This is because the by-product from anaerobic (without supplied air) treatment represents a potent greenhouse gas (some 22 times that of CO2), as well as a combustible fuel that can be used directly in electricity generation engines and standard gas hot water systems.
Capturing it for energy generation therefore makes a lot of sense and payback periods of less than two years can be achieved, based on credits for capturing methane and the value of the energy itself. This does not include other possible benefits related to the reduced carbon footprint of the product itself and the potential ability to gain a level of energy self-sufficiency.
The lagoons themselves rely on self-sustaining complex biology to generate methane from organic wastes. This is well understood scientifically, but when problems occur on the farm, it can be difficult to interpret. Of particular concern is the potential for additives in the feed, such as antibiotics, to cause downstream problems. A critical issue historically has been the lack of tools and simple tests needed to predict and diagnose problems. This project is intended to address these issues, but developing a simple protocol that can firstly diagnose whether the biology in a lagoon is in good health and secondly indicate whether a specific chemical is likely to cause problems with operation by inhibition of the biology.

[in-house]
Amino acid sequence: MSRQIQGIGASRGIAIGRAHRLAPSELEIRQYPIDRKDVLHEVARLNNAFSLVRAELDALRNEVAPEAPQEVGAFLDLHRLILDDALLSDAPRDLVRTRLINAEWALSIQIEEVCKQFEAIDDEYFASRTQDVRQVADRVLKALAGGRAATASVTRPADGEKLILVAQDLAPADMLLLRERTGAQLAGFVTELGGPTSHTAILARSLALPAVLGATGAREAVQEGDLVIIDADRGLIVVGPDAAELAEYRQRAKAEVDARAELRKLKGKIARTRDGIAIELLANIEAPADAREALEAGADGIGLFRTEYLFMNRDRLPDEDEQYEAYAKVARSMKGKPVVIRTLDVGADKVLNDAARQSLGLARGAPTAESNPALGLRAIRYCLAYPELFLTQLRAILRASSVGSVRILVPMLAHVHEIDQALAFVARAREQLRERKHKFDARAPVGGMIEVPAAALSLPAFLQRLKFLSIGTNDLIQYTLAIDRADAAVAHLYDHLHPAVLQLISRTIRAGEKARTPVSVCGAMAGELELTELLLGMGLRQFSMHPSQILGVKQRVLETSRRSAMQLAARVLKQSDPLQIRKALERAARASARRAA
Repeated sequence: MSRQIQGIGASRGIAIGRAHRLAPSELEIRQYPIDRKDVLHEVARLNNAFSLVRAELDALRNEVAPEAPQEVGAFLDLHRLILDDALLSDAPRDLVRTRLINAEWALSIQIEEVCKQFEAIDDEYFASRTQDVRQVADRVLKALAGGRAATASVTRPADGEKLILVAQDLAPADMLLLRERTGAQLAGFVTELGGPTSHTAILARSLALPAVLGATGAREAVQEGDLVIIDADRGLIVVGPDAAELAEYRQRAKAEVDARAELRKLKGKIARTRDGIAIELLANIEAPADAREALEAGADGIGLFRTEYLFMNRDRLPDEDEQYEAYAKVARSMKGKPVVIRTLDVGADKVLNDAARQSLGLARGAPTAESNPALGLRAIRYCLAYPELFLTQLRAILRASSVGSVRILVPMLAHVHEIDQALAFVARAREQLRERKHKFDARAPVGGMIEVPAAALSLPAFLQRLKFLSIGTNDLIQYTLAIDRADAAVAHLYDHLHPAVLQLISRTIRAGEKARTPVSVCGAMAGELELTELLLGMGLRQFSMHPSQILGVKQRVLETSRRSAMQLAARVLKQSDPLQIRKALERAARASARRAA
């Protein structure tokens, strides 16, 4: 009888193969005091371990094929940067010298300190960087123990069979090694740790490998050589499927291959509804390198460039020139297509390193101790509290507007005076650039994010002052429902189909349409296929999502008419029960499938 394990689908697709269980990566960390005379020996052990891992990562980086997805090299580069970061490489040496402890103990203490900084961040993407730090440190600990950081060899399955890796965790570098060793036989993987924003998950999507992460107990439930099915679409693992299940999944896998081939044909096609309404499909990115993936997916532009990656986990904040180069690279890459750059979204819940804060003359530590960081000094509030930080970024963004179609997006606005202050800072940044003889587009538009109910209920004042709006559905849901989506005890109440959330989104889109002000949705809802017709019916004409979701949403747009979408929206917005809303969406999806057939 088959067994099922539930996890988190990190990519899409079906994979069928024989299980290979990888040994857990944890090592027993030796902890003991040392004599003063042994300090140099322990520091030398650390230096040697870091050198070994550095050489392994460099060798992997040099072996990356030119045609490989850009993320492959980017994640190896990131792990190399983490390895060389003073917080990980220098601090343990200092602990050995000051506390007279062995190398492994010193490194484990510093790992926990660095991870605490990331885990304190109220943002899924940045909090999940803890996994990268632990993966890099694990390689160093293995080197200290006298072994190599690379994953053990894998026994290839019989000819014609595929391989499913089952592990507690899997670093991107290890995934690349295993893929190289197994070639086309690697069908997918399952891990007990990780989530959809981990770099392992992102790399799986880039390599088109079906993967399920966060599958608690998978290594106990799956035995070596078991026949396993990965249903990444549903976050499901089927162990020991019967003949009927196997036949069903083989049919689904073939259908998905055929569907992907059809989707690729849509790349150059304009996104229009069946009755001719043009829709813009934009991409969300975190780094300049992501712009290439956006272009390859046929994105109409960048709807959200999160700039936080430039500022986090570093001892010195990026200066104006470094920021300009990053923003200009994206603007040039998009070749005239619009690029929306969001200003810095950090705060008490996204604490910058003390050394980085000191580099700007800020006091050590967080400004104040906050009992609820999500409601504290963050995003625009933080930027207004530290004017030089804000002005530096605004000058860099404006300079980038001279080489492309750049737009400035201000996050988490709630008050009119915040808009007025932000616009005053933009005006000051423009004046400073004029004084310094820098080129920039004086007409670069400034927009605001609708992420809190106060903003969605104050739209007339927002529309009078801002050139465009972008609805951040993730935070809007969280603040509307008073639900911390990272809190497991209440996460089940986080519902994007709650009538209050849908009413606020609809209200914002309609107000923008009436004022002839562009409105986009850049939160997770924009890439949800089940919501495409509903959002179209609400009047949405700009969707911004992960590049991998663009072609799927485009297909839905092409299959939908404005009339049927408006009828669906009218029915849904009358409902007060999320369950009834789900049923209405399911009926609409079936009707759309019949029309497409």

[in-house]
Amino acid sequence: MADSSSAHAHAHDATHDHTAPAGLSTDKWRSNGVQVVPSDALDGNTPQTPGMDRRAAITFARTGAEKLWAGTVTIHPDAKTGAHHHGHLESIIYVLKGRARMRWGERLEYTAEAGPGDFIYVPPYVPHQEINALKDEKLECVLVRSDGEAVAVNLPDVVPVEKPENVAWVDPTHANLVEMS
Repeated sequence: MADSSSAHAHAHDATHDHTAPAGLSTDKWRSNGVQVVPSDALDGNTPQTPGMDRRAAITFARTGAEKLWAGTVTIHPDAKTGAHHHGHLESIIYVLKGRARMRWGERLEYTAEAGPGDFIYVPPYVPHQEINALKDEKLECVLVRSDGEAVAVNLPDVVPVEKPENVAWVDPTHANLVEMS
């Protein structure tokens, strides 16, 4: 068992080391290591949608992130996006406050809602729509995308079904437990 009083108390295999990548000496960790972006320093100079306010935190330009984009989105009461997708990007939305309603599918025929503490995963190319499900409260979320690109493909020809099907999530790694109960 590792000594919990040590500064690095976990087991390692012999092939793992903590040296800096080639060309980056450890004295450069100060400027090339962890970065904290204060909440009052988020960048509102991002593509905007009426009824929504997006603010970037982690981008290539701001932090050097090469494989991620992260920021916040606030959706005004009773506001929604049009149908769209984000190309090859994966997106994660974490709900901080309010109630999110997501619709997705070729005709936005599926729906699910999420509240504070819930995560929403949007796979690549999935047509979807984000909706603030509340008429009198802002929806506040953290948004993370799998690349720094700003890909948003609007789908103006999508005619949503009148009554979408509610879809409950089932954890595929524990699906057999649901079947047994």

Previously this type of testing has been much specialised, costing thousands of dollars. The project itself had three phases, including conceptual development of a simple, rapid, relatively low-cost test (in the order of $250), evaluation of this on a number of lagoon samples and testing of known inhibitors and additives. The project has now been successfully completed and the Pork CRC has submitted a provisional patent based on the test method. We are now looking at providing the specification to commercial labs for them to provide commercially. Our centre will now provide access to the test method commercially.
Technically, an important outcome was that while the test could detect and quantify inhibition caused by sodium and ammonium, a commonly used antibiotic sulfathiazole was not found to cause inhibition, largely because of a robust community and biological factors.
The Advanced Water Management Centre at The University of Queensland leads a strong group in intensive animal wastewater treatment and management, focusing particularly on pigs, led by Prof Damien Batstone and Pork CRC Fellow Dr Stephan Tait. They are actively researching methods to improve effluent management, with a particular focus on next generation treatment methods that can lead to lower farm costs and improved profitability. This has led to practical support in effluent management systems through the Bioenergy Knowledge Centre, as well as good scientific outcomes.